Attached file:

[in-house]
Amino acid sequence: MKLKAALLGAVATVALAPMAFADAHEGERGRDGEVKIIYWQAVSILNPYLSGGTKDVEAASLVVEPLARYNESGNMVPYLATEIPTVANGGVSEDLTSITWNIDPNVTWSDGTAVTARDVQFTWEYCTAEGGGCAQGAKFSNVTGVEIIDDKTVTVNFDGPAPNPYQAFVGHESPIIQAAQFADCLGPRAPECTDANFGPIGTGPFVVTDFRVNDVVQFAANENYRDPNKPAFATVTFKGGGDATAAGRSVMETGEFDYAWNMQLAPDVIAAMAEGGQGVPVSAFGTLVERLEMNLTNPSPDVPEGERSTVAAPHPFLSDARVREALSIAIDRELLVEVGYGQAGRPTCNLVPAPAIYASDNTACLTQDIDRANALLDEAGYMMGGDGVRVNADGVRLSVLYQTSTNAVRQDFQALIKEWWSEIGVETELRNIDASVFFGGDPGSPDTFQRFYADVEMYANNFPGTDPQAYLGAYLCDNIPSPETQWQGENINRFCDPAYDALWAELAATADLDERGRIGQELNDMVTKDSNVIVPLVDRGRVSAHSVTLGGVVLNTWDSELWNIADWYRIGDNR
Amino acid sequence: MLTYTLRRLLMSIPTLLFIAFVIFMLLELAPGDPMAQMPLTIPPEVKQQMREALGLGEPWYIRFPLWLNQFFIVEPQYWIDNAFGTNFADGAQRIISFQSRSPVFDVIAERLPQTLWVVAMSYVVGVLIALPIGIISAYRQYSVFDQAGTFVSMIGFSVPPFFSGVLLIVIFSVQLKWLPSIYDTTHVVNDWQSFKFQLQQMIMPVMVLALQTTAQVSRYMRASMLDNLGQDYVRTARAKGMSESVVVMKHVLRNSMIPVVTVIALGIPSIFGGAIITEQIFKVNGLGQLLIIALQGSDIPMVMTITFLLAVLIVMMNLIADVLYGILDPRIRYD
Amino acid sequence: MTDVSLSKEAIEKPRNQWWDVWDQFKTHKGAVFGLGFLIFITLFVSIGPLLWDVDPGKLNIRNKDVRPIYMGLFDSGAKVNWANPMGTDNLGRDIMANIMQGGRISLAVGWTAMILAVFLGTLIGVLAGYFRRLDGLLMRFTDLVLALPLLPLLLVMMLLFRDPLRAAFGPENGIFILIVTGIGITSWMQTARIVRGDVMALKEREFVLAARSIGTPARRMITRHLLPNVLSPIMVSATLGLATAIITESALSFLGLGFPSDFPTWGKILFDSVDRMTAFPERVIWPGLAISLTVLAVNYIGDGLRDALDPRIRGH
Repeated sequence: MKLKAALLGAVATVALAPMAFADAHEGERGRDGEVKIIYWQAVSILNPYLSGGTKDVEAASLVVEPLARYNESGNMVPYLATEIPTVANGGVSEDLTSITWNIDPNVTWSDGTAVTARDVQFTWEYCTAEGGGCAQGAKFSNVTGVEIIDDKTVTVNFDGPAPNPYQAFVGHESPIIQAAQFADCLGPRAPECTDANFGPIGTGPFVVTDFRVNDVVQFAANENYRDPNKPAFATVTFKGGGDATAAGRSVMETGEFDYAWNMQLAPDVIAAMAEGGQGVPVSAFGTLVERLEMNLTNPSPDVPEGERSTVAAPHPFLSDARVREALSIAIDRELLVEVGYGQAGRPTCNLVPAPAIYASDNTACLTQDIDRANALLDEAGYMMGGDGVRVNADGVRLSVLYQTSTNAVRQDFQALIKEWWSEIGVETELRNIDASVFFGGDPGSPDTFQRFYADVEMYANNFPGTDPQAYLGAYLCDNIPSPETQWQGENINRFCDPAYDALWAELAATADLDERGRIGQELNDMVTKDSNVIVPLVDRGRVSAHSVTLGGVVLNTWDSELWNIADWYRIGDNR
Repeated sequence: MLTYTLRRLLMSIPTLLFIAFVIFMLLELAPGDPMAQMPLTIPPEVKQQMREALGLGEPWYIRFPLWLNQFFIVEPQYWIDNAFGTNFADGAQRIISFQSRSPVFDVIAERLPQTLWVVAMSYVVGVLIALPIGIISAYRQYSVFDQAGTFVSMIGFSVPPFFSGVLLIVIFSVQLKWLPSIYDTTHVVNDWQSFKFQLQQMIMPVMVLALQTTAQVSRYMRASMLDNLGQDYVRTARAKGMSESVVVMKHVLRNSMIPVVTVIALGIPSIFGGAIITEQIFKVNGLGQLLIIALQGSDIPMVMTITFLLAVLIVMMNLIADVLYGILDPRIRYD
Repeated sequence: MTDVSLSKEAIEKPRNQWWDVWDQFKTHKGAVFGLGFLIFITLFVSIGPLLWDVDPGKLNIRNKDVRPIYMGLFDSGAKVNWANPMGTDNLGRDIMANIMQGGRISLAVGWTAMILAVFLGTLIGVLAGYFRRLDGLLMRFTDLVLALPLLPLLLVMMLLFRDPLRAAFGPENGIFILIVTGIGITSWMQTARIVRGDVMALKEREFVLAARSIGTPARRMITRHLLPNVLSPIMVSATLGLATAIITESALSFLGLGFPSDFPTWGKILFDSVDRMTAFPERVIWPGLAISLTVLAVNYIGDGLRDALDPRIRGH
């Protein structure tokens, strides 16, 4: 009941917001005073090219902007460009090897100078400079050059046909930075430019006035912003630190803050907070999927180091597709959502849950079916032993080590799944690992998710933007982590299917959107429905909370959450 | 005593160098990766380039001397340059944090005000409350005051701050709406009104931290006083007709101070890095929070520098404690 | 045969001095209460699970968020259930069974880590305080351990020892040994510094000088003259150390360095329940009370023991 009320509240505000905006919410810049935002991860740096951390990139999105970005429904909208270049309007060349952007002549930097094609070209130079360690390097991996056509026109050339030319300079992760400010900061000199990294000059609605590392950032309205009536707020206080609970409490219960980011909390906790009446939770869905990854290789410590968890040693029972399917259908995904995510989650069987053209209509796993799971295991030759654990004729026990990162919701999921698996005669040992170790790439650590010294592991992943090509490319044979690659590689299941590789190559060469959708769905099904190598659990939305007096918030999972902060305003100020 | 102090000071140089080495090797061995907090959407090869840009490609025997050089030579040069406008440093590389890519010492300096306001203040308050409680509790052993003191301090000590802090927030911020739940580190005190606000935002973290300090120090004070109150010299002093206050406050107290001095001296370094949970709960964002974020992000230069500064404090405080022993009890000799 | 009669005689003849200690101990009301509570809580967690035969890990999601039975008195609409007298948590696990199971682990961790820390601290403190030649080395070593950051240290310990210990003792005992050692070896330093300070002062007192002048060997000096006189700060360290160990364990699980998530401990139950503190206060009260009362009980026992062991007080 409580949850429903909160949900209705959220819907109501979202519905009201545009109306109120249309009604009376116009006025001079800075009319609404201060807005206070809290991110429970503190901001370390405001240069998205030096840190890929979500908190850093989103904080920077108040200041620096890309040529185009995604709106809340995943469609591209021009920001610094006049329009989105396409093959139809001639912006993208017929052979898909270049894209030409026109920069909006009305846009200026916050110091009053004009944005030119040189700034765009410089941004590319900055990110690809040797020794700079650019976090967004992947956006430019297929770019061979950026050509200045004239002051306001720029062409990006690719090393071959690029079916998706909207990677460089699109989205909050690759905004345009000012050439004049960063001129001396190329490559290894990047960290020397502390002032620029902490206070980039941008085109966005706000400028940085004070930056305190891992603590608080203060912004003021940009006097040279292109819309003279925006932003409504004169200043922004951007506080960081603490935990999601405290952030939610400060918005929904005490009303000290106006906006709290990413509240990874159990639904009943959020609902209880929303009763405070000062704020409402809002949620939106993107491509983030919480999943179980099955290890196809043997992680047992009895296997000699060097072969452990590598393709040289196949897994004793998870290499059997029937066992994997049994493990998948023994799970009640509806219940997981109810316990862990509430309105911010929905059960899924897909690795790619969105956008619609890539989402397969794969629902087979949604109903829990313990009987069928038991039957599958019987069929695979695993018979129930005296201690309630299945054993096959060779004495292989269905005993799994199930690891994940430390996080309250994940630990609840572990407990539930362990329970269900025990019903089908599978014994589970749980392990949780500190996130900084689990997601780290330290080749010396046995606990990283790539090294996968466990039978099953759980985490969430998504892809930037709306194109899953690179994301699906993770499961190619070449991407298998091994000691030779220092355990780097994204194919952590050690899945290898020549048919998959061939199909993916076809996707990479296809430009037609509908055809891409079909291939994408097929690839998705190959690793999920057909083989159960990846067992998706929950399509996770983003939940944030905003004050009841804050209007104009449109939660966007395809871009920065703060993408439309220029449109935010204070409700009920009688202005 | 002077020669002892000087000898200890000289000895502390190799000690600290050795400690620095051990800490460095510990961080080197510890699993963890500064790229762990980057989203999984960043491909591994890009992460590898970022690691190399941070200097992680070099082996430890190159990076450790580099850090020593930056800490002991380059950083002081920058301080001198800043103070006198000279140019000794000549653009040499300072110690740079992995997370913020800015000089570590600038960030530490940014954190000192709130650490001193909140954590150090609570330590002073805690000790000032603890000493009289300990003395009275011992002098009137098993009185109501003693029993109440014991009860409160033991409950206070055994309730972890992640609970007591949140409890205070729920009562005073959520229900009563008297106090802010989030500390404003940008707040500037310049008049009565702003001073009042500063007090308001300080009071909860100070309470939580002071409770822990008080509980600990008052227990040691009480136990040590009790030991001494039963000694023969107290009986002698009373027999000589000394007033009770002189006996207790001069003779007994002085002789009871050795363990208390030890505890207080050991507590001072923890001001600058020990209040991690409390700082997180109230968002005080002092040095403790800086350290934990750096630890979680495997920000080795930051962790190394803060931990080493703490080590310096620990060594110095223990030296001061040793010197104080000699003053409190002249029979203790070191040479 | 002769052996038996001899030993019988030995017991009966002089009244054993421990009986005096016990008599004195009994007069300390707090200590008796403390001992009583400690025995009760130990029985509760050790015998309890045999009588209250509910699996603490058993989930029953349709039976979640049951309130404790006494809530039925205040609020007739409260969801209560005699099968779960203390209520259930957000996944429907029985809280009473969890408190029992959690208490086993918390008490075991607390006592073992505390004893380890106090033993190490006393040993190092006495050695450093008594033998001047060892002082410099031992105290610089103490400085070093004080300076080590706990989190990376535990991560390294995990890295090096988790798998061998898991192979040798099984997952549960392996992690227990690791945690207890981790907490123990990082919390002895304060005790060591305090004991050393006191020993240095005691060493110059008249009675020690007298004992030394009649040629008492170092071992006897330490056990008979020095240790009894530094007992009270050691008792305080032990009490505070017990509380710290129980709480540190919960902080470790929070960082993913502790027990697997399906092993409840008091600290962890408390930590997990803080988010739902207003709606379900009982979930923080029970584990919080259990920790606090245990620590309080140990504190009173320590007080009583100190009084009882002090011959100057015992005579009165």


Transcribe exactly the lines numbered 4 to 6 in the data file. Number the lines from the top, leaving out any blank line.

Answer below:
Amino acid sequence: MTDVSLSKEAIEKPRNQWWDVWDQFKTHKGAVFGLGFLIFITLFVSIGPLLWDVDPGKLNIRNKDVRPIYMGLFDSGAKVNWANPMGTDNLGRDIMANIMQGGRISLAVGWTAMILAVFLGTLIGVLAGYFRRLDGLLMRFTDLVLALPLLPLLLVMMLLFRDPLRAAFGPENGIFILIVTGIGITSWMQTARIVRGDVMALKEREFVLAARSIGTPARRMITRHLLPNVLSPIMVSATLGLATAIITESALSFLGLGFPSDFPTWGKILFDSVDRMTAFPERVIWPGLAISLTVLAVNYIGDGLRDALDPRIRGH
Repeated sequence: MKLKAALLGAVATVALAPMAFADAHEGERGRDGEVKIIYWQAVSILNPYLSGGTKDVEAASLVVEPLARYNESGNMVPYLATEIPTVANGGVSEDLTSITWNIDPNVTWSDGTAVTARDVQFTWEYCTAEGGGCAQGAKFSNVTGVEIIDDKTVTVNFDGPAPNPYQAFVGHESPIIQAAQFADCLGPRAPECTDANFGPIGTGPFVVTDFRVNDVVQFAANENYRDPNKPAFATVTFKGGGDATAAGRSVMETGEFDYAWNMQLAPDVIAAMAEGGQGVPVSAFGTLVERLEMNLTNPSPDVPEGERSTVAAPHPFLSDARVREALSIAIDRELLVEVGYGQAGRPTCNLVPAPAIYASDNTACLTQDIDRANALLDEAGYMMGGDGVRVNADGVRLSVLYQTSTNAVRQDFQALIKEWWSEIGVETELRNIDASVFFGGDPGSPDTFQRFYADVEMYANNFPGTDPQAYLGAYLCDNIPSPETQWQGENINRFCDPAYDALWAELAATADLDERGRIGQELNDMVTKDSNVIVPLVDRGRVSAHSVTLGGVVLNTWDSELWNIADWYRIGDNR
Repeated sequence: MLTYTLRRLLMSIPTLLFIAFVIFMLLELAPGDPMAQMPLTIPPEVKQQMREALGLGEPWYIRFPLWLNQFFIVEPQYWIDNAFGTNFADGAQRIISFQSRSPVFDVIAERLPQTLWVVAMSYVVGVLIALPIGIISAYRQYSVFDQAGTFVSMIGFSVPPFFSGVLLIVIFSVQLKWLPSIYDTTHVVNDWQSFKFQLQQMIMPVMVLALQTTAQVSRYMRASMLDNLGQDYVRTARAKGMSESVVVMKHVLRNSMIPVVTVIALGIPSIFGGAIITEQIFKVNGLGQLLIIALQGSDIPMVMTITFLLAVLIVMMNLIADVLYGILDPRIRYD